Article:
Science Unlocks the Secrets of Donor Behavior

Articles

Sometimes appeals for money work, and sometimes they don’t; that much is understood by fundraisers. But science is beginning to reveal why, says John List of the University of Chicago and leader of the Science of Philanthropy Initiative, supported by a grant from the John Templeton Foundation.

List is one of a growing number of economists, neuroscientists, psychologists, sociologists, and other researchers casting light on what is known and not known about donors and why they respond to philanthropic requests. A recent issue of The Chronicle of Philanthropy carried a front cover story, β€œScience Unlocks the Secrets of Giving,” about how investigations into charitable fundraising have now developed consistent and well-tested findings. The downside is that they are often not well understood by the nonprofits who depend upon giving. “Philanthropy is a very important part of our economy, yet charities are very inefficient,” List told The Chronicle of Philanthropy. “They could learn more about what works to raise more money.”

A crucial issue is that donors tend to give based upon emotion, in particular for the warm glow of so-called “impure altruism”β€”the feeling of satisfaction gained by the individual contribution as opposed to the greater end result. However, this fact is frequently unacknowledged by the charities being supported. For example, bridging the feelings gap between donors and recipients is important: “Donors gave more rapidly to recipients who narrated a story of personal crisis and specified a concrete need that, if fulfilled, would allow them to achieve a short-term goal,” List explained.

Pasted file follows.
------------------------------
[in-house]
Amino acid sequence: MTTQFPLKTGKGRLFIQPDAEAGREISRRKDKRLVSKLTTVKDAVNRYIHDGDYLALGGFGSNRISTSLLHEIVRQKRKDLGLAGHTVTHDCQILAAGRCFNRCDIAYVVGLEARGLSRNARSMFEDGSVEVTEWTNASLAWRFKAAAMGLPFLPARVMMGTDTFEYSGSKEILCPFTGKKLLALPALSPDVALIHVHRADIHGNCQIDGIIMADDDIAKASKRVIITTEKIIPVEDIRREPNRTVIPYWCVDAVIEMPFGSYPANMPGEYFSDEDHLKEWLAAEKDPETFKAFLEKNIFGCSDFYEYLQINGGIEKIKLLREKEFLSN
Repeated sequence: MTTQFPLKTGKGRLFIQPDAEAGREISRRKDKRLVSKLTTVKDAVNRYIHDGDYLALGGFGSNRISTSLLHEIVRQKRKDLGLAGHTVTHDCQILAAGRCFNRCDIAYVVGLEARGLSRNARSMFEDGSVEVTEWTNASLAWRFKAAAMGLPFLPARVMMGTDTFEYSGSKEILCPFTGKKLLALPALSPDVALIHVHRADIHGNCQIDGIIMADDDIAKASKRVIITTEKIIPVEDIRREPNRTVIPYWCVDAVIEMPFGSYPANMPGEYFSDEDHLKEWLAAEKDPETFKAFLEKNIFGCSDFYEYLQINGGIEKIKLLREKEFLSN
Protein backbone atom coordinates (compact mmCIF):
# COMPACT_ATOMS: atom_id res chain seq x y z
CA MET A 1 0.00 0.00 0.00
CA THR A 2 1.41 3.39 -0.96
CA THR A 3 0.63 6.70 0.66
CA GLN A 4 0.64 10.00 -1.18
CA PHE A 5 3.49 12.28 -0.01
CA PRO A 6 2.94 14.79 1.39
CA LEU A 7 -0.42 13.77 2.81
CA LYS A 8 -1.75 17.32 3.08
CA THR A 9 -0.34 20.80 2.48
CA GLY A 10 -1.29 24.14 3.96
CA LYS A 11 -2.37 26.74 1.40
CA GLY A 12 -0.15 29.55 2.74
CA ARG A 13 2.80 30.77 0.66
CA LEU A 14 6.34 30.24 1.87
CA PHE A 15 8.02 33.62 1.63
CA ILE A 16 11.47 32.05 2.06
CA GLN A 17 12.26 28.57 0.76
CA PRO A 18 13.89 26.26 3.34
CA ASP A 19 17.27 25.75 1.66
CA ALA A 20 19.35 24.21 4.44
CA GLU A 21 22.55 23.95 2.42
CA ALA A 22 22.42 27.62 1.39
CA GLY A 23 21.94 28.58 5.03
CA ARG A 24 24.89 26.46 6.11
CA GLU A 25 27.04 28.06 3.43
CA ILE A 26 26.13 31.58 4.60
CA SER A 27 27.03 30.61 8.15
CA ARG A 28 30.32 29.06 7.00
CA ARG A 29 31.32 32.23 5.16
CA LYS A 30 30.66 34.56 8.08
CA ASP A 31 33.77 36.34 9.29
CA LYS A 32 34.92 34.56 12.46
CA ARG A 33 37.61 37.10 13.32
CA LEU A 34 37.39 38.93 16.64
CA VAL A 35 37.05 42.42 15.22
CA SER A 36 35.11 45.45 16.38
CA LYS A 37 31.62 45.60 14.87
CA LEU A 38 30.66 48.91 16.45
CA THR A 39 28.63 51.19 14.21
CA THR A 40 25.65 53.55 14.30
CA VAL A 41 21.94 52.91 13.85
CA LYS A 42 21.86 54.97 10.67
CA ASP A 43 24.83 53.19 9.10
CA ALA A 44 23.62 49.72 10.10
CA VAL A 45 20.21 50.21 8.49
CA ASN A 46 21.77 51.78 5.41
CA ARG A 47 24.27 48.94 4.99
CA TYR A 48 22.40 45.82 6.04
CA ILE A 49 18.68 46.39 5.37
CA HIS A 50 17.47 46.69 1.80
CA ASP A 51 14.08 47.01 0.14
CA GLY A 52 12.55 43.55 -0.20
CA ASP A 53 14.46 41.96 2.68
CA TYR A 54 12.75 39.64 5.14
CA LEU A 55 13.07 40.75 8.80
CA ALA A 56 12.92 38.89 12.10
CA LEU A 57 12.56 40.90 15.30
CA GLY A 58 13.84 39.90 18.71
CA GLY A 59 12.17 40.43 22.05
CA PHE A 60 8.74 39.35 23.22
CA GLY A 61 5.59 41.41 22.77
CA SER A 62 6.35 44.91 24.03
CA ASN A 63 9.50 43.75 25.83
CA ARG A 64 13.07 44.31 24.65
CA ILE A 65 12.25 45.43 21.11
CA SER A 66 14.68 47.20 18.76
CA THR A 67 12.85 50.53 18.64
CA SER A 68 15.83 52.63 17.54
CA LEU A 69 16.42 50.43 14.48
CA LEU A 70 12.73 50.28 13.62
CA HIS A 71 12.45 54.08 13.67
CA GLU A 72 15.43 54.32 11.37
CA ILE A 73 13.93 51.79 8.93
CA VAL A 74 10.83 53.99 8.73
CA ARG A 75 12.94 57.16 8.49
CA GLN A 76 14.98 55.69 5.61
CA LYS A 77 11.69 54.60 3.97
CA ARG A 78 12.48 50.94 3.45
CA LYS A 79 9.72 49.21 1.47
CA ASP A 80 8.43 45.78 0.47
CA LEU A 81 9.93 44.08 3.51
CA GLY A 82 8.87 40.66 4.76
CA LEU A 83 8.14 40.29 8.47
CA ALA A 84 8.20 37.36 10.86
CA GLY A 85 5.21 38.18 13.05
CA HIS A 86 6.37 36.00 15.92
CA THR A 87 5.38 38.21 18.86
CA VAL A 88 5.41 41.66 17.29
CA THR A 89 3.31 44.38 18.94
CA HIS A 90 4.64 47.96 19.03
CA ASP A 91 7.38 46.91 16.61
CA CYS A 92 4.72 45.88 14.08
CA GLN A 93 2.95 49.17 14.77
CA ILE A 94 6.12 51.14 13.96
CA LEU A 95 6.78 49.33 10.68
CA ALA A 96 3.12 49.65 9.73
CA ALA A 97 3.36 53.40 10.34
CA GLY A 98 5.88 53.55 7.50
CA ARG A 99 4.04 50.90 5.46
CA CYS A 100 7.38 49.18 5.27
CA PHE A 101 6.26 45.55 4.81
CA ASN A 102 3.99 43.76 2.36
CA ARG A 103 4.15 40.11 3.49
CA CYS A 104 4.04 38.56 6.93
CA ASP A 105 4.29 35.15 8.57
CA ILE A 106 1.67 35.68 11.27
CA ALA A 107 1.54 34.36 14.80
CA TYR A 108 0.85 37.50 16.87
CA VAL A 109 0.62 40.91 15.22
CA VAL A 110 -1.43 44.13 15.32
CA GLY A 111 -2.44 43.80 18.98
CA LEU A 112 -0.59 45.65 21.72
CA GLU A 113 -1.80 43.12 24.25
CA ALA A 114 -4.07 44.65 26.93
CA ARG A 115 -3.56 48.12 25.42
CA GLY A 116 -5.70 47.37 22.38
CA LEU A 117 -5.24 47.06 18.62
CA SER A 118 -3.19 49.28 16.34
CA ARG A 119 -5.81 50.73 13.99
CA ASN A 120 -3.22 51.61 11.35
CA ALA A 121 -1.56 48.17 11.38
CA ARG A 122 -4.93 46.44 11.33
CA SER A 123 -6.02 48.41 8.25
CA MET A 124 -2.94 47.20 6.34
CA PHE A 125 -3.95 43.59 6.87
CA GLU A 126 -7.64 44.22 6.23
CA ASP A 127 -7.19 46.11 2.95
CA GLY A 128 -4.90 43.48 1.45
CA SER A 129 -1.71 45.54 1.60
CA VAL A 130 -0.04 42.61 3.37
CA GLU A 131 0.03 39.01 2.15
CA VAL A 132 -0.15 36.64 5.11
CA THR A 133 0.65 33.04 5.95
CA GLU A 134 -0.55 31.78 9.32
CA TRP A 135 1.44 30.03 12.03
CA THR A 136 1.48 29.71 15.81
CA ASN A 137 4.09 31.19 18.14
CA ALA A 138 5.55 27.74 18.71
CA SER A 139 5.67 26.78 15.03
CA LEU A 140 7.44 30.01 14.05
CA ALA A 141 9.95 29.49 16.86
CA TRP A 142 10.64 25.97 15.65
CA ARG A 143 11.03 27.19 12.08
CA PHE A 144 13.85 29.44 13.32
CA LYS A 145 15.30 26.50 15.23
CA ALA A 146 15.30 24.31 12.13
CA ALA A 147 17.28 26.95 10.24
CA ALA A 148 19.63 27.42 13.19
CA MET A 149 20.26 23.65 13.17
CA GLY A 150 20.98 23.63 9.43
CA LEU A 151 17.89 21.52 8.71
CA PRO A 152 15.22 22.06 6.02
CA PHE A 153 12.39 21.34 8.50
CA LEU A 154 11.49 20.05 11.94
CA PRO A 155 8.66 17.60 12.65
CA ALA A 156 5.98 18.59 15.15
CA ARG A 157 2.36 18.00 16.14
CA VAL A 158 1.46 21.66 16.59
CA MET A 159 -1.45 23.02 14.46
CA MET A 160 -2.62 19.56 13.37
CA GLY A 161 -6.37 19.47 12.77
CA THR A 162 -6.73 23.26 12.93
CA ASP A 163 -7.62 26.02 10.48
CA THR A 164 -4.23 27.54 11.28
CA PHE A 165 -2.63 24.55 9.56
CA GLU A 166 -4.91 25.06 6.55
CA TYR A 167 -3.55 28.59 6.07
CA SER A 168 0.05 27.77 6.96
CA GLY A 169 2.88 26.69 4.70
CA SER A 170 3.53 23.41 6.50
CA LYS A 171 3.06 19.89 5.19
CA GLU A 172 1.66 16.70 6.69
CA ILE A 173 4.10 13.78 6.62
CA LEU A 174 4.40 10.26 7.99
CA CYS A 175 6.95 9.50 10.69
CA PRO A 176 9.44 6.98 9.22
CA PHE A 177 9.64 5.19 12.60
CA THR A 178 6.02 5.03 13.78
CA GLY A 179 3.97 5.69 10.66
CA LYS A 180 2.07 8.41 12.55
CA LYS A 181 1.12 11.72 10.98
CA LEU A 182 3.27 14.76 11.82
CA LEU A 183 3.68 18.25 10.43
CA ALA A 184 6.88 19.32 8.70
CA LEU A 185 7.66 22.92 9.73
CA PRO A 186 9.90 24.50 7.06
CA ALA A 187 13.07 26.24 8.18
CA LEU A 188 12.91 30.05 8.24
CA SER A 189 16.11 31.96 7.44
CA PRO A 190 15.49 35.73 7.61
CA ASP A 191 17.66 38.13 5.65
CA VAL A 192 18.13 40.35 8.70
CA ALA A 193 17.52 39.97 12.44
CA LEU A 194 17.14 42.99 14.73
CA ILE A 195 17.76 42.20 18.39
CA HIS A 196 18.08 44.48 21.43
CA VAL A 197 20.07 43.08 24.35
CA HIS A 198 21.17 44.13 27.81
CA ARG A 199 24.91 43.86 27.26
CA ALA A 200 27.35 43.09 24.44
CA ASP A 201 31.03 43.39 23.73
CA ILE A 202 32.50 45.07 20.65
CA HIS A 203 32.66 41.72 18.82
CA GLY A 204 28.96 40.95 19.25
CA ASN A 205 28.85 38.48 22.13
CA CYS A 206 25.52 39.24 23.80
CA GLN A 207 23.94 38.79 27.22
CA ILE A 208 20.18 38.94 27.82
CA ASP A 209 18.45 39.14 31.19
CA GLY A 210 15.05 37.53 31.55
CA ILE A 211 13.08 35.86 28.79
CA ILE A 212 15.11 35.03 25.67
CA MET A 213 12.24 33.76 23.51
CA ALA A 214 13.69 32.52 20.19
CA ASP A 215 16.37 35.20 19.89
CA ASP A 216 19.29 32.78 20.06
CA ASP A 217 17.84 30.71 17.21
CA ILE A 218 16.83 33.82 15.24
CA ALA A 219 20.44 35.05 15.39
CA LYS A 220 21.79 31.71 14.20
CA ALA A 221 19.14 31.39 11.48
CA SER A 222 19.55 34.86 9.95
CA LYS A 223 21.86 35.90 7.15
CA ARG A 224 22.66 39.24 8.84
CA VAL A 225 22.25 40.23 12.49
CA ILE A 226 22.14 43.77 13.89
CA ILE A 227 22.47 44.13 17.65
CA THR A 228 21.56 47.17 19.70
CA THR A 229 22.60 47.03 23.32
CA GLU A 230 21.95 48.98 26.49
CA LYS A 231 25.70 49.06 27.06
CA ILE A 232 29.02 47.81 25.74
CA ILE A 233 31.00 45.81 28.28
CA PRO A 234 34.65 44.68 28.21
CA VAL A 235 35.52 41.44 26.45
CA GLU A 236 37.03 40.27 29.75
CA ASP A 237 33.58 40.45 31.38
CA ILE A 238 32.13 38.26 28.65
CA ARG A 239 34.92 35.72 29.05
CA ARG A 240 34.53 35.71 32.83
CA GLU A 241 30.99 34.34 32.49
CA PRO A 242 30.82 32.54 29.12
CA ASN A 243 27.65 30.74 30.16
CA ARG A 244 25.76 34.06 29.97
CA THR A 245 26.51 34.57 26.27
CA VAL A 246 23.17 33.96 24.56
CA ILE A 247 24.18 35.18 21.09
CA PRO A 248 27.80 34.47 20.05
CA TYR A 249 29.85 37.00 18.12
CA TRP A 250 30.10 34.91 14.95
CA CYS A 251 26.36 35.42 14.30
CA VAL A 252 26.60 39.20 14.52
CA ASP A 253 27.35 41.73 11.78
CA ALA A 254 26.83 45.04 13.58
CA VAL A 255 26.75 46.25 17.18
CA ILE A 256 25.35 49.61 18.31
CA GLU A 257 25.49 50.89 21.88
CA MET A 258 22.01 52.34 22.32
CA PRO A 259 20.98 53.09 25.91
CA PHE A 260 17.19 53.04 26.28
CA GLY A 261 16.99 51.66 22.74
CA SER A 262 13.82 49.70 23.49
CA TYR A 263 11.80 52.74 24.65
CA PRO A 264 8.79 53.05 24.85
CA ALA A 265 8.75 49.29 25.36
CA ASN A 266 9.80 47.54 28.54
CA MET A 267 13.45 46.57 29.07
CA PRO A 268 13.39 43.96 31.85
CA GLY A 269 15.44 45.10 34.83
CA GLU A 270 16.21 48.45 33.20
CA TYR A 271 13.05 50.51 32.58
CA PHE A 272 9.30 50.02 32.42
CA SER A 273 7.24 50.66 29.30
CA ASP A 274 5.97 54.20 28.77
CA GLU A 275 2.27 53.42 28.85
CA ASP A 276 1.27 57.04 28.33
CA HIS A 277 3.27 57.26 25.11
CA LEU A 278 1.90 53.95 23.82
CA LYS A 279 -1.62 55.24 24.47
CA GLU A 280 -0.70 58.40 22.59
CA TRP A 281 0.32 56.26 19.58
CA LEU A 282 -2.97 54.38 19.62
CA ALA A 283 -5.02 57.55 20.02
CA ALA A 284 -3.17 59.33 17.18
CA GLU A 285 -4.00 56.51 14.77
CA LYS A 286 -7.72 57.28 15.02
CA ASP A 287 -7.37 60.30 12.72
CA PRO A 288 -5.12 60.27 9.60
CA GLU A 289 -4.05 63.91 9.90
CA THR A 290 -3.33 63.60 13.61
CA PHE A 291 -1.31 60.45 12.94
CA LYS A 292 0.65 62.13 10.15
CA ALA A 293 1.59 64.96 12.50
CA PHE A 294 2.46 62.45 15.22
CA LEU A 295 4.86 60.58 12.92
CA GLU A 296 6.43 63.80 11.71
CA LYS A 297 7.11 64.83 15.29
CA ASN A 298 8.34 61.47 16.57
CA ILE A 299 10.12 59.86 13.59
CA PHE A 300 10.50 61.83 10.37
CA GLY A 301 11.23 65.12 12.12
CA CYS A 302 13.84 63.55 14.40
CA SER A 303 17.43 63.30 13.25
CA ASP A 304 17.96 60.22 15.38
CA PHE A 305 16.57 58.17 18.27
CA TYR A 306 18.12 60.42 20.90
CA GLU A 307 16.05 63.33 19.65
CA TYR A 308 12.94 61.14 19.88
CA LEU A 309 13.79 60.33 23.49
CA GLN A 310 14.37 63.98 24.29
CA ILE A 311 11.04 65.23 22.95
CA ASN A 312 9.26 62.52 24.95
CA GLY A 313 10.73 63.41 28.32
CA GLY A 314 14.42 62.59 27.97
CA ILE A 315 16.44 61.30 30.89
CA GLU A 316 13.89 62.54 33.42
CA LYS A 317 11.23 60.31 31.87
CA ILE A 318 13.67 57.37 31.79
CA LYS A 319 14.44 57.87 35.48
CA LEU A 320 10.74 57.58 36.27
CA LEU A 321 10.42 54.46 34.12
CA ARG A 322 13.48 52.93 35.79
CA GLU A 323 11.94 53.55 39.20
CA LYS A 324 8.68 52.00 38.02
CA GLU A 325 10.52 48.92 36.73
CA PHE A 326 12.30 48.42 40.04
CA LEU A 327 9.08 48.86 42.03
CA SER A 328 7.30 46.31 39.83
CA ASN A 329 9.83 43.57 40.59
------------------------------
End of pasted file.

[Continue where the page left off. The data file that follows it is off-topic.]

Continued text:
Another good strategy is to think carefully about how donors can be encouraged to give. “Our work with charities shows repeatedly that incentives like tax benefits and matching-gift challenges matter to donors,” remarked List. Conversely, trying to entice one-time givers who haven’t given in many years seems mostly to be a waste of effort. Trinkets and tokens as a gesture of thanks for giving tend not to make an impact either.

List stressed that there are still many questions to pursue in the science of philanthropy, particularly in relation to the impact of diverse contextual conditions. Other issues relate to donor self-perception and how individuals are affected by philanthropic requests. “These are big questions with a big stake for society,” List concluded. “We look forward to bringing scholars and nonprofits together to find answers that are backed up by science, not just received wisdom.”